Pledging is the new black in this country.  Since I took up this job everyone is doing it.   Instead of bargaining, setting and maintaining standards etc with unions, business draws up a pledge to address some issue sue where they are under fire and gets employers to sign it.  The Business Leaders Safety Forum is the classic.  A group of bigger businesses have got together and taken the pledge to show safety leadership in their industries – to get the safety tick from their peers.  The Forum has a beautiful pledge that Peter Whittall, CEO of Pike River, signed slightly before the explosion.  Regardless we supported the initiative for the BLF to  encourage safety leadership – however, the forum most recently, would not take action or use it leadership to support workers roles in the new health and safety Act and despite its acknowledgement that worker participation is weak – when push came to shove, the acted in my view as a cabal backing business against unions and worker voice in health and safety – the pledge turns out to be just another  “pledge wash” when under real leadership pressure.

The most recent example of this pledging is the just launched “Sustainable Dairying Workplace Action Plan” which was launched last week – it was developed with the help of MBIE, Worksafe, ACC and MPI – they were all in there and the results speak volumes about what they view as aspirational for NZ farm workers.  We approached Dairy NZ when we heard about this initiative seeking for them to develop this with us and the workforce and with ambition.  Documents on workers rights usually should have a workers voice right? We were rejected both by the Federated Farmers and Dairy NZ. And what does it say? This action plan?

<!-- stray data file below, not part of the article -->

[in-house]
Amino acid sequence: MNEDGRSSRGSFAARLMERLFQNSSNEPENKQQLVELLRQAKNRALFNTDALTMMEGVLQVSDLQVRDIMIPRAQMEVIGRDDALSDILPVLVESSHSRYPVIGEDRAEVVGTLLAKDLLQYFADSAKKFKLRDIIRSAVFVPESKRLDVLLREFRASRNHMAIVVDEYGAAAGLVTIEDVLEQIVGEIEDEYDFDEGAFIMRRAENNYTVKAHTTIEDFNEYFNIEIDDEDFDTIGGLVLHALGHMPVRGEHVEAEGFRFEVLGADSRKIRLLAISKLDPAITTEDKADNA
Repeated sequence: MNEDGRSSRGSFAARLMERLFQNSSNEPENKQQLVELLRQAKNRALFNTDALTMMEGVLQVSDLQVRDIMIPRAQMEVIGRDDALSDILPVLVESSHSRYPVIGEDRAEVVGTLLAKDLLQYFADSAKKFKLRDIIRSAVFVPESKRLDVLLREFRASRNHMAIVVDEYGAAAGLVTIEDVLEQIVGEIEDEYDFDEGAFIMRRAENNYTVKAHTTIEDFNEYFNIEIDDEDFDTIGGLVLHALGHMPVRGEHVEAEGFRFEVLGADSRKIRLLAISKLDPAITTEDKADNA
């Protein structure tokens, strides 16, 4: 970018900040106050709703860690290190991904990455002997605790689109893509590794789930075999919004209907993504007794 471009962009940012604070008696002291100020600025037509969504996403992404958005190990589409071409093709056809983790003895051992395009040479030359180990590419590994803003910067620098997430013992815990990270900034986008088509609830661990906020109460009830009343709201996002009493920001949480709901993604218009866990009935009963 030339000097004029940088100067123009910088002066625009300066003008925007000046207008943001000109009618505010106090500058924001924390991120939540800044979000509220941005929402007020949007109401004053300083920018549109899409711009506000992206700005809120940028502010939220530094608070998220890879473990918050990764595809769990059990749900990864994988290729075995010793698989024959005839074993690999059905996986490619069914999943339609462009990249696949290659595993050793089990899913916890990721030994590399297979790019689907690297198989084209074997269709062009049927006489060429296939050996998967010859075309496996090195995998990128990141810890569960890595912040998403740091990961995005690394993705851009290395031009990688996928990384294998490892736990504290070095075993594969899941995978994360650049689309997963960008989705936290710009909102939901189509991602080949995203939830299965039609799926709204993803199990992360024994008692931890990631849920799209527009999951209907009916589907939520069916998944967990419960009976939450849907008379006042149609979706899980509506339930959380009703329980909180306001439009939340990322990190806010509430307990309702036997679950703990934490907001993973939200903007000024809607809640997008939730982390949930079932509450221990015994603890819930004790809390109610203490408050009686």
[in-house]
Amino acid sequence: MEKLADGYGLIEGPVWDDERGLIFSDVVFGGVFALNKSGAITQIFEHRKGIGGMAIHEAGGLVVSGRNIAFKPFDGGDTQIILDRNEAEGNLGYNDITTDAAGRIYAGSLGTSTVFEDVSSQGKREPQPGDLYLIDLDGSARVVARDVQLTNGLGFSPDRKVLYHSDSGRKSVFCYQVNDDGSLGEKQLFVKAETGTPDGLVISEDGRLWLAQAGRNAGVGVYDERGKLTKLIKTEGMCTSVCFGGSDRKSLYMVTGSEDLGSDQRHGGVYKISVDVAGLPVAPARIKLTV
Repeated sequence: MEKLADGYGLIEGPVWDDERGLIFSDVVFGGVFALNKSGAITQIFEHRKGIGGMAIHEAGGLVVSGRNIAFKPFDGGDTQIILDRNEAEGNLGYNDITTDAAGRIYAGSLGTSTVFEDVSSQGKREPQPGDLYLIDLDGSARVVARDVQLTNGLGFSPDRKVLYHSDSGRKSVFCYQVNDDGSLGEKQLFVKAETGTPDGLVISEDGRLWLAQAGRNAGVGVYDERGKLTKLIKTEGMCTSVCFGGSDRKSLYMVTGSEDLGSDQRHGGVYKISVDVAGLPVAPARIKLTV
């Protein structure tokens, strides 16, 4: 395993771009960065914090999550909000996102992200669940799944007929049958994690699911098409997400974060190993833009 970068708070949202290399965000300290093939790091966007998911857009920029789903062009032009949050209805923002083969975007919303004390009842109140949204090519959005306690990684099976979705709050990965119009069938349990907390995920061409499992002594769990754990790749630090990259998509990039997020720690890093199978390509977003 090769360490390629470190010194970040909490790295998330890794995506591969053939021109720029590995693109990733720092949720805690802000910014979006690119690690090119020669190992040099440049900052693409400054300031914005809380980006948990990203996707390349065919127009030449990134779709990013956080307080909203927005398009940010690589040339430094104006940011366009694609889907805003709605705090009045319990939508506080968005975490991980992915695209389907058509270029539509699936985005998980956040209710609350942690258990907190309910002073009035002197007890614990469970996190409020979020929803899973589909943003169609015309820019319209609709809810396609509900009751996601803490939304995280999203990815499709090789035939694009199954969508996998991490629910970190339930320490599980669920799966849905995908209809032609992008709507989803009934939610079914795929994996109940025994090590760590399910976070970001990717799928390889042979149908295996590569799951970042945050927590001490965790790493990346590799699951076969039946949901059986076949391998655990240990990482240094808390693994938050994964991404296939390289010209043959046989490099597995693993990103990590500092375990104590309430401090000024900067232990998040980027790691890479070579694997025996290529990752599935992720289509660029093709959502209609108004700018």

It sets out 5 pillars of good people management – and under each sets out some goals –Remember MBIE are supporting this!

For hours of work – in my view – the long hours sit behind the accident rate we are seeing – it says:

Employees should be working on a well-designed roster that means

Normally they:

  • are not likely to work more than 50 hours a week
  • are not likely to work more than 10 hours a day
  • are not likely to work more than 4 hours in any day before a break is taken
  • have regular days off, set by the roster system within the employment agreement
  • have at least two consecutive days off.

This is it!  Best Practice!  Ambitious – When did 50 hours become the ambition and 10 hour days.  What does regular days off mean when we know long consecutive days are the norm in this business.  Really this is the new “consensus” in farming?

On wages it says!

  • minimum wages or above are paid for all hours worked
  • employment agreements are in place for all employees
  • records of hours worked and wages paid are kept
  • holidays and leave are recorded

Really – paying the minimum wage is now so much not the norm in farming that it has become the ambition?